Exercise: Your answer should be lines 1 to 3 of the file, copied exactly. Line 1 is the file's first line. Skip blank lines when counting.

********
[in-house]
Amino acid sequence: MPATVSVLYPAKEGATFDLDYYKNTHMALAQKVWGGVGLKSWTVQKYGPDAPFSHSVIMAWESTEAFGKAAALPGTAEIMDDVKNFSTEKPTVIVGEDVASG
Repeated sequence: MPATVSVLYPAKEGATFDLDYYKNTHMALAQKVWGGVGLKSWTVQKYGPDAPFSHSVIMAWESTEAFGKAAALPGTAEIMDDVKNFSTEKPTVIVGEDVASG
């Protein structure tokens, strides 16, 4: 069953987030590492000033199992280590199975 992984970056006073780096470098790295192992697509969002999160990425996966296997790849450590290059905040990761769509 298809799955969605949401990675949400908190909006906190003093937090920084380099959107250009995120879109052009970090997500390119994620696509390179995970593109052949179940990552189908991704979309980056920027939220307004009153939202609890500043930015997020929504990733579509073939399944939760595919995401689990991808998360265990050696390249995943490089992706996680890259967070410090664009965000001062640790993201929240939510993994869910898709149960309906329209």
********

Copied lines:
[in-house]
Amino acid sequence: MPATVSVLYPAKEGATFDLDYYKNTHMALAQKVWGGVGLKSWTVQKYGPDAPFSHSVIMAWESTEAFGKAAALPGTAEIMDDVKNFSTEKPTVIVGEDVASG
Repeated sequence: MPATVSVLYPAKEGATFDLDYYKNTHMALAQKVWGGVGLKSWTVQKYGPDAPFSHSVIMAWESTEAFGKAAALPGTAEIMDDVKNFSTEKPTVIVGEDVASG